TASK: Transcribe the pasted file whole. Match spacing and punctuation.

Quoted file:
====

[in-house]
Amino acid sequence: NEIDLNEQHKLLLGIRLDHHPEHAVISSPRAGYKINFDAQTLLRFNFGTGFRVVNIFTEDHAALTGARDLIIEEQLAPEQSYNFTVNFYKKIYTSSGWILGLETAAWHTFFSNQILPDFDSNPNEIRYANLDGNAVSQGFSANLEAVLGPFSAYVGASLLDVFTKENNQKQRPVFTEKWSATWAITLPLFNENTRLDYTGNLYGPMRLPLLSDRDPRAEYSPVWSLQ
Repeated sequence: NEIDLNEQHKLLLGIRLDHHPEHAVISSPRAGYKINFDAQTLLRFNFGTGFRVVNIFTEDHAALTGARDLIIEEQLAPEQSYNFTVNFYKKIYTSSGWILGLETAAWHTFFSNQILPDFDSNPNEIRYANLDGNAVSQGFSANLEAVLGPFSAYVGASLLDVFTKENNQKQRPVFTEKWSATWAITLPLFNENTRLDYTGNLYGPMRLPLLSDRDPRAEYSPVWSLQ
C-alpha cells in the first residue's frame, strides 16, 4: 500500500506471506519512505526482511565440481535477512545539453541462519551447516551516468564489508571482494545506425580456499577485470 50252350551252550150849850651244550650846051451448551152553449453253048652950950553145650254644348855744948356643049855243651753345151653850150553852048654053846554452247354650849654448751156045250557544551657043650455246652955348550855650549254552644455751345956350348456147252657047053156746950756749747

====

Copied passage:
[in-house]
Amino acid sequence: NEIDLNEQHKLLLGIRLDHHPEHAVISSPRAGYKINFDAQTLLRFNFGTGFRVVNIFTEDHAALTGARDLIIEEQLAPEQSYNFTVNFYKKIYTSSGWILGLETAAWHTFFSNQILPDFDSNPNEIRYANLDGNAVSQGFSANLEAVLGPFSAYVGASLLDVFTKENNQKQRPVFTEKWSATWAITLPLFNENTRLDYTGNLYGPMRLPLLSDRDPRAEYSPVWSLQ
Repeated sequence: NEIDLNEQHKLLLGIRLDHHPEHAVISSPRAGYKINFDAQTLLRFNFGTGFRVVNIFTEDHAALTGARDLIIEEQLAPEQSYNFTVNFYKKIYTSSGWILGLETAAWHTFFSNQILPDFDSNPNEIRYANLDGNAVSQGFSANLEAVLGPFSAYVGASLLDVFTKENNQKQRPVFTEKWSATWAITLPLFNENTRLDYTGNLYGPMRLPLLSDRDPRAEYSPVWSLQ
C-alpha cells in the first residue's frame, strides 16, 4: 500500500506471506519512505526482511565440481535477512545539453541462519551447516551516468564489508571482494545506425580456499577485470 50252350551252550150849850651244550650846051451448551152553449453253048652950950553145650254644348855744948356643049855243651753345151653850150553852048654053846554452247354650849654448751156045250557544551657043650455246652955348550855650549254552644455751345956350348456147252657047053156746950756749747